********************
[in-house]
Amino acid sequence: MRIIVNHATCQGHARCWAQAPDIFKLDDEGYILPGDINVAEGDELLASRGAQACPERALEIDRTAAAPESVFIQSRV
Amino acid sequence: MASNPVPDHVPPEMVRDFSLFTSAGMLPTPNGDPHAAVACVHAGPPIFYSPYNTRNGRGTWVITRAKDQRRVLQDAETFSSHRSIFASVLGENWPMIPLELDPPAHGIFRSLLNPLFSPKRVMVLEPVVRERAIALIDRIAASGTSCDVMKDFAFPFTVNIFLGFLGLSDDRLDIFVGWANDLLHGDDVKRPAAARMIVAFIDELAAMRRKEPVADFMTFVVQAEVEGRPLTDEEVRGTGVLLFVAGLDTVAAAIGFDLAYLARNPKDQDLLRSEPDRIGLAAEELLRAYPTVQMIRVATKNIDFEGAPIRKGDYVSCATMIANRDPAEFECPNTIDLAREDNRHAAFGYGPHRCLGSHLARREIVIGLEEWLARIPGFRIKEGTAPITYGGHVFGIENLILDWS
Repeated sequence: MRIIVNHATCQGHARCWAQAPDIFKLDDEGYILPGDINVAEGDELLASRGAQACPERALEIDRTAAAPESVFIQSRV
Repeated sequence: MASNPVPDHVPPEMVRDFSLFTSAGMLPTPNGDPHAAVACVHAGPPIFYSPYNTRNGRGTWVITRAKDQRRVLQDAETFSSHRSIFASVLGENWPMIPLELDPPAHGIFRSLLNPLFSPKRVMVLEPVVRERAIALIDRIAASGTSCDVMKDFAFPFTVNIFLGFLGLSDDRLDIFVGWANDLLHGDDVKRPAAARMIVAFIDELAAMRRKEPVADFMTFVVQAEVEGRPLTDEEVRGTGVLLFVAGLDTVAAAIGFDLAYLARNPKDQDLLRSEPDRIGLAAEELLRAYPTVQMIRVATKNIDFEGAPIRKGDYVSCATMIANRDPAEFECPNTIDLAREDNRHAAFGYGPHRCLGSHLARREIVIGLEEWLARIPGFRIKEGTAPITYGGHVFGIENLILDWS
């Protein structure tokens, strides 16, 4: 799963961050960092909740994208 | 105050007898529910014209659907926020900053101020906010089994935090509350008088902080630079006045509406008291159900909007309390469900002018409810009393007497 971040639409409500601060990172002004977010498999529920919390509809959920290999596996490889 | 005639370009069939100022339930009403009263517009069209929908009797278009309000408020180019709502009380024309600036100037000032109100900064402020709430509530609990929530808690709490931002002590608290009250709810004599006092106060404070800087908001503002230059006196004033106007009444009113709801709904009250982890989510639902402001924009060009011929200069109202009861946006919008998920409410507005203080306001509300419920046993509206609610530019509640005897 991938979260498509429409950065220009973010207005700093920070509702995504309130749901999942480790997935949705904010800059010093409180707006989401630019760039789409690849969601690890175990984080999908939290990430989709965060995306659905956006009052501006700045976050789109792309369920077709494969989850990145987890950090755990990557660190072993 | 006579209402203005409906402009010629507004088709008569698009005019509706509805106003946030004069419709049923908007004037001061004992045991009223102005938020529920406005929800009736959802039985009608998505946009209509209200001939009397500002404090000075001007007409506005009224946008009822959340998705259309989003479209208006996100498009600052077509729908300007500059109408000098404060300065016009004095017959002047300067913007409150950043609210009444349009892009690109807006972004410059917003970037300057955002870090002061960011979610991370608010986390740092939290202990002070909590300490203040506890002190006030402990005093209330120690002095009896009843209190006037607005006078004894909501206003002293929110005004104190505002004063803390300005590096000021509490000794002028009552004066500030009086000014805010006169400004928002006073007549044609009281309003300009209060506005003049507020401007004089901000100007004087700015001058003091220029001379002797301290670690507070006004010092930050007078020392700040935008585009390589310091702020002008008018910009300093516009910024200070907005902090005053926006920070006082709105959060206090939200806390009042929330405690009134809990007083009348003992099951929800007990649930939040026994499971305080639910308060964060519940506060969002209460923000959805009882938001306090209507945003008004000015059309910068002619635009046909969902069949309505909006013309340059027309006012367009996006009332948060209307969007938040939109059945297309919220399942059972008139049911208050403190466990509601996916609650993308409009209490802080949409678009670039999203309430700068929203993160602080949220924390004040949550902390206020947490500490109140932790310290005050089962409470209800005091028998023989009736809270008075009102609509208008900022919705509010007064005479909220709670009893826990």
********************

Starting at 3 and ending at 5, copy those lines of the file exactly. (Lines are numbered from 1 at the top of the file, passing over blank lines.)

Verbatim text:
Amino acid sequence: MASNPVPDHVPPEMVRDFSLFTSAGMLPTPNGDPHAAVACVHAGPPIFYSPYNTRNGRGTWVITRAKDQRRVLQDAETFSSHRSIFASVLGENWPMIPLELDPPAHGIFRSLLNPLFSPKRVMVLEPVVRERAIALIDRIAASGTSCDVMKDFAFPFTVNIFLGFLGLSDDRLDIFVGWANDLLHGDDVKRPAAARMIVAFIDELAAMRRKEPVADFMTFVVQAEVEGRPLTDEEVRGTGVLLFVAGLDTVAAAIGFDLAYLARNPKDQDLLRSEPDRIGLAAEELLRAYPTVQMIRVATKNIDFEGAPIRKGDYVSCATMIANRDPAEFECPNTIDLAREDNRHAAFGYGPHRCLGSHLARREIVIGLEEWLARIPGFRIKEGTAPITYGGHVFGIENLILDWS
Repeated sequence: MRIIVNHATCQGHARCWAQAPDIFKLDDEGYILPGDINVAEGDELLASRGAQACPERALEIDRTAAAPESVFIQSRV
Repeated sequence: MASNPVPDHVPPEMVRDFSLFTSAGMLPTPNGDPHAAVACVHAGPPIFYSPYNTRNGRGTWVITRAKDQRRVLQDAETFSSHRSIFASVLGENWPMIPLELDPPAHGIFRSLLNPLFSPKRVMVLEPVVRERAIALIDRIAASGTSCDVMKDFAFPFTVNIFLGFLGLSDDRLDIFVGWANDLLHGDDVKRPAAARMIVAFIDELAAMRRKEPVADFMTFVVQAEVEGRPLTDEEVRGTGVLLFVAGLDTVAAAIGFDLAYLARNPKDQDLLRSEPDRIGLAAEELLRAYPTVQMIRVATKNIDFEGAPIRKGDYVSCATMIANRDPAEFECPNTIDLAREDNRHAAFGYGPHRCLGSHLARREIVIGLEEWLARIPGFRIKEGTAPITYGGHVFGIENLILDWS